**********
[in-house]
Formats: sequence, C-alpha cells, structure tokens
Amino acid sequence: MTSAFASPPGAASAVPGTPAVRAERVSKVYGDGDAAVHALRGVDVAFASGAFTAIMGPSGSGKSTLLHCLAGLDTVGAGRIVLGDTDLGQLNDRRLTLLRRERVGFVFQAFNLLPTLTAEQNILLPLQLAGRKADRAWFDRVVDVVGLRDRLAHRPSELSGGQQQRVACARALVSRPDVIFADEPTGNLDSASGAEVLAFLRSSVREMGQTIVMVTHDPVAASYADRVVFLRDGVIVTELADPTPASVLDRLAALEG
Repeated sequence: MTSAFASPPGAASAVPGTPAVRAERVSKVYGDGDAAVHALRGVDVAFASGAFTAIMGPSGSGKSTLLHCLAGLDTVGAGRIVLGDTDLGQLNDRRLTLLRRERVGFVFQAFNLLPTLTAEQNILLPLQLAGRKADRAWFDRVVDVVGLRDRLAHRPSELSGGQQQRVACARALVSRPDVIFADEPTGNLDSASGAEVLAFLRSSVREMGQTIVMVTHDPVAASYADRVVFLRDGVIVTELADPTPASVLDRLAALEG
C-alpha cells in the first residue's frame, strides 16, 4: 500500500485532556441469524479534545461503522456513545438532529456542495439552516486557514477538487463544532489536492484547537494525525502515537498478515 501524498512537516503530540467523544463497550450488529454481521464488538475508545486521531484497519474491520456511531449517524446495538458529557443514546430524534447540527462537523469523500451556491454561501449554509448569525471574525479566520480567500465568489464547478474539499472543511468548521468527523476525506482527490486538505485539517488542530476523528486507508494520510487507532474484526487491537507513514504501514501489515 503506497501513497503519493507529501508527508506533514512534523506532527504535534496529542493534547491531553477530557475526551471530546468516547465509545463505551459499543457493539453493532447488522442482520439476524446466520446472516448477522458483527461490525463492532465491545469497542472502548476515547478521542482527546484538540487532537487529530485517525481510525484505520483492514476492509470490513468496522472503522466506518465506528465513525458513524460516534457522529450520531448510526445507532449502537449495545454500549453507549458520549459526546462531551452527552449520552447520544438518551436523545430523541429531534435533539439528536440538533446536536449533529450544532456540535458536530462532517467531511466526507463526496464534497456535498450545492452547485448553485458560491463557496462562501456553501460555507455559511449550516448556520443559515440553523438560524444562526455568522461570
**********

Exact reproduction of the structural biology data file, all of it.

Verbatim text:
[in-house]
Formats: sequence, C-alpha cells, structure tokens
Amino acid sequence: MTSAFASPPGAASAVPGTPAVRAERVSKVYGDGDAAVHALRGVDVAFASGAFTAIMGPSGSGKSTLLHCLAGLDTVGAGRIVLGDTDLGQLNDRRLTLLRRERVGFVFQAFNLLPTLTAEQNILLPLQLAGRKADRAWFDRVVDVVGLRDRLAHRPSELSGGQQQRVACARALVSRPDVIFADEPTGNLDSASGAEVLAFLRSSVREMGQTIVMVTHDPVAASYADRVVFLRDGVIVTELADPTPASVLDRLAALEG
Repeated sequence: MTSAFASPPGAASAVPGTPAVRAERVSKVYGDGDAAVHALRGVDVAFASGAFTAIMGPSGSGKSTLLHCLAGLDTVGAGRIVLGDTDLGQLNDRRLTLLRRERVGFVFQAFNLLPTLTAEQNILLPLQLAGRKADRAWFDRVVDVVGLRDRLAHRPSELSGGQQQRVACARALVSRPDVIFADEPTGNLDSASGAEVLAFLRSSVREMGQTIVMVTHDPVAASYADRVVFLRDGVIVTELADPTPASVLDRLAALEG
C-alpha cells in the first residue's frame, strides 16, 4: 500500500485532556441469524479534545461503522456513545438532529456542495439552516486557514477538487463544532489536492484547537494525525502515537498478515 501524498512537516503530540467523544463497550450488529454481521464488538475508545486521531484497519474491520456511531449517524446495538458529557443514546430524534447540527462537523469523500451556491454561501449554509448569525471574525479566520480567500465568489464547478474539499472543511468548521468527523476525506482527490486538505485539517488542530476523528486507508494520510487507532474484526487491537507513514504501514501489515 503506497501513497503519493507529501508527508506533514512534523506532527504535534496529542493534547491531553477530557475526551471530546468516547465509545463505551459499543457493539453493532447488522442482520439476524446466520446472516448477522458483527461490525463492532465491545469497542472502548476515547478521542482527546484538540487532537487529530485517525481510525484505520483492514476492509470490513468496522472503522466506518465506528465513525458513524460516534457522529450520531448510526445507532449502537449495545454500549453507549458520549459526546462531551452527552449520552447520544438518551436523545430523541429531534435533539439528536440538533446536536449533529450544532456540535458536530462532517467531511466526507463526496464534497456535498450545492452547485448553485458560491463557496462562501456553501460555507455559511449550516448556520443559515440553523438560524444562526455568522461570